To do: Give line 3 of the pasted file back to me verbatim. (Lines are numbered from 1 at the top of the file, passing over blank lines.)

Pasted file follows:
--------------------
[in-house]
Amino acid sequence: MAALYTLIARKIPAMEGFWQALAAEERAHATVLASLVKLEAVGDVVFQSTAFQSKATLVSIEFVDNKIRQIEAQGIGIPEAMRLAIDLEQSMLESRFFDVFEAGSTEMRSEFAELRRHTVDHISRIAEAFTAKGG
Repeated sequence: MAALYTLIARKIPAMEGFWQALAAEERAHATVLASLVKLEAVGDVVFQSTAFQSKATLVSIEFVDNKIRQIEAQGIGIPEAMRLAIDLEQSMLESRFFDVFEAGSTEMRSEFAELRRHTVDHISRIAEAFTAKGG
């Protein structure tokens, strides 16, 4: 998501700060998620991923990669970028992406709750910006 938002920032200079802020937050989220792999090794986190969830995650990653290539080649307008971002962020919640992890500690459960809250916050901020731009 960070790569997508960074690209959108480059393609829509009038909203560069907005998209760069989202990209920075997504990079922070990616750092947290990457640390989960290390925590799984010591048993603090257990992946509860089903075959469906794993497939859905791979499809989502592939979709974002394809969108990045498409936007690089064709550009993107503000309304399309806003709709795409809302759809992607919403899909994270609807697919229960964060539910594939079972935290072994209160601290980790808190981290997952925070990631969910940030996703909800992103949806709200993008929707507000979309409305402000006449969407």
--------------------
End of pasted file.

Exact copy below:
Repeated sequence: MAALYTLIARKIPAMEGFWQALAAEERAHATVLASLVKLEAVGDVVFQSTAFQSKATLVSIEFVDNKIRQIEAQGIGIPEAMRLAIDLEQSMLESRFFDVFEAGSTEMRSEFAELRRHTVDHISRIAEAFTAKGG